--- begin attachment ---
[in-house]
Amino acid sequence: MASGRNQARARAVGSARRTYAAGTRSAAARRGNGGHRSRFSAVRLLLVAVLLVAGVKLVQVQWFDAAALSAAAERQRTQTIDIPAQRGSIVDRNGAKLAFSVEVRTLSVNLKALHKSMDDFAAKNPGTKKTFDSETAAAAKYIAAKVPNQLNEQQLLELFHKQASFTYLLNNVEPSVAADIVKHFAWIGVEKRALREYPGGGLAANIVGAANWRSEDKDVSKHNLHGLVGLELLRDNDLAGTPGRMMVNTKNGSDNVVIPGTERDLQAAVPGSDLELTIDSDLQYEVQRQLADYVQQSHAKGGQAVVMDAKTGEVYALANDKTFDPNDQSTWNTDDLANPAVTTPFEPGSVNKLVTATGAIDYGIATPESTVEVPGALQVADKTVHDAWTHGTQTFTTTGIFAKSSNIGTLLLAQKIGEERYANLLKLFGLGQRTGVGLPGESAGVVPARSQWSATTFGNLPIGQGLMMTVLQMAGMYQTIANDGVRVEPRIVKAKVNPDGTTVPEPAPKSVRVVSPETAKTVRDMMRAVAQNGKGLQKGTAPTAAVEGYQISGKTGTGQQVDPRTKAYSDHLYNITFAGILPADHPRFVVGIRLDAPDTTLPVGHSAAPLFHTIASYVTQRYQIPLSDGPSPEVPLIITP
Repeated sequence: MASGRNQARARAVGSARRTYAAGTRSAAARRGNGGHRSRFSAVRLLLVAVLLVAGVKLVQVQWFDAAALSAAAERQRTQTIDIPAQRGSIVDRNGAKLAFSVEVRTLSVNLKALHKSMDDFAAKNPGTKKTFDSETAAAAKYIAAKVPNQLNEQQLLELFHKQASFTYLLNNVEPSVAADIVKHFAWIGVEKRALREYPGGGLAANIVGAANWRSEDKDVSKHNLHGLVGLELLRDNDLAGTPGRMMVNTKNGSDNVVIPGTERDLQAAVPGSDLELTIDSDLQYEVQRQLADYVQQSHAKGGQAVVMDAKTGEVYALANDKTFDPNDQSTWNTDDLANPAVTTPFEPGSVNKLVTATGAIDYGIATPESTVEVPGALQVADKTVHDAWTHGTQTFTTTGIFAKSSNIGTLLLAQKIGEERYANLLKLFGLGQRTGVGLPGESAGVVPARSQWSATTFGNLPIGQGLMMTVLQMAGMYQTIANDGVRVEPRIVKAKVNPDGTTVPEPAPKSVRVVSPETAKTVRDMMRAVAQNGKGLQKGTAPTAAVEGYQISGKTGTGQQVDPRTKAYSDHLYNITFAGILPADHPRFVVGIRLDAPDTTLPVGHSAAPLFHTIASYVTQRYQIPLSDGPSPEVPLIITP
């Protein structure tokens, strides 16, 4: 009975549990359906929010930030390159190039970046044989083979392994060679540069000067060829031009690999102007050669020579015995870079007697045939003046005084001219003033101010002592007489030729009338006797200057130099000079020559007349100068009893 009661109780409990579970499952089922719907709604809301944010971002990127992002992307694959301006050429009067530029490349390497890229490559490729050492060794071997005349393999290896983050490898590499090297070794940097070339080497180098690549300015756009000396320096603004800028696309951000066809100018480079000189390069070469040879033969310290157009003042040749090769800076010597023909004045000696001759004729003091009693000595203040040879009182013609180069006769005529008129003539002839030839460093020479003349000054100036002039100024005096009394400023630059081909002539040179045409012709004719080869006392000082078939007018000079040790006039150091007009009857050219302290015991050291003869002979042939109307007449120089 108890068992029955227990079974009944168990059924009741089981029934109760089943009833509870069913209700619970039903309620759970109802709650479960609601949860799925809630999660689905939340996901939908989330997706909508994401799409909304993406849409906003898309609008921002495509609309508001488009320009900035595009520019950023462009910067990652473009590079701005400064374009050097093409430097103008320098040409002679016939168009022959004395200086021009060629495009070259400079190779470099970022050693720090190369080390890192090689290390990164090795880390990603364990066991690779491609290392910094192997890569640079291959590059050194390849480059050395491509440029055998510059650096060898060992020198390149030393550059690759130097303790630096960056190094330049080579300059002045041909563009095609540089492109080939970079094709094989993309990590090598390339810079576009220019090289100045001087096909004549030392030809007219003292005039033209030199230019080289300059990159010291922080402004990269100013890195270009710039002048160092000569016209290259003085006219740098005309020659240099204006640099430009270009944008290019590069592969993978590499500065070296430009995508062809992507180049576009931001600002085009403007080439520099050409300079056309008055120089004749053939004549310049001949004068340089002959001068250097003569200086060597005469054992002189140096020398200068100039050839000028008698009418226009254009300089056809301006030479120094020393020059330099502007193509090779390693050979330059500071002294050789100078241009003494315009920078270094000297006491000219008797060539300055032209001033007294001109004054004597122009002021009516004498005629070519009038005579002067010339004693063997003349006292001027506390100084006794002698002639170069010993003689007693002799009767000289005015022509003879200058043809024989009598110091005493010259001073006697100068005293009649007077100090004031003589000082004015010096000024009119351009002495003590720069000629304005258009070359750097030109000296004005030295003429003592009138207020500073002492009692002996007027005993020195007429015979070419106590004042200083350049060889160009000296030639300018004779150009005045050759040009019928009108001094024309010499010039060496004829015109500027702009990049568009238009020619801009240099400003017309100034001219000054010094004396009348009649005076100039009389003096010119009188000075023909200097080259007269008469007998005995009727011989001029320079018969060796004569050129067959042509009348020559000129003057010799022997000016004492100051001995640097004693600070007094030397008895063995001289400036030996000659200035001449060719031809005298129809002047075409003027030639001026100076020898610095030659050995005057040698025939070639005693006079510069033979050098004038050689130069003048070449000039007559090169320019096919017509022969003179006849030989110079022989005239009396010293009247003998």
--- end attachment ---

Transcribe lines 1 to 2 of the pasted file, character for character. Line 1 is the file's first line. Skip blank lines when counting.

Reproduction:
[in-house]
Amino acid sequence: MASGRNQARARAVGSARRTYAAGTRSAAARRGNGGHRSRFSAVRLLLVAVLLVAGVKLVQVQWFDAAALSAAAERQRTQTIDIPAQRGSIVDRNGAKLAFSVEVRTLSVNLKALHKSMDDFAAKNPGTKKTFDSETAAAAKYIAAKVPNQLNEQQLLELFHKQASFTYLLNNVEPSVAADIVKHFAWIGVEKRALREYPGGGLAANIVGAANWRSEDKDVSKHNLHGLVGLELLRDNDLAGTPGRMMVNTKNGSDNVVIPGTERDLQAAVPGSDLELTIDSDLQYEVQRQLADYVQQSHAKGGQAVVMDAKTGEVYALANDKTFDPNDQSTWNTDDLANPAVTTPFEPGSVNKLVTATGAIDYGIATPESTVEVPGALQVADKTVHDAWTHGTQTFTTTGIFAKSSNIGTLLLAQKIGEERYANLLKLFGLGQRTGVGLPGESAGVVPARSQWSATTFGNLPIGQGLMMTVLQMAGMYQTIANDGVRVEPRIVKAKVNPDGTTVPEPAPKSVRVVSPETAKTVRDMMRAVAQNGKGLQKGTAPTAAVEGYQISGKTGTGQQVDPRTKAYSDHLYNITFAGILPADHPRFVVGIRLDAPDTTLPVGHSAAPLFHTIASYVTQRYQIPLSDGPSPEVPLIITP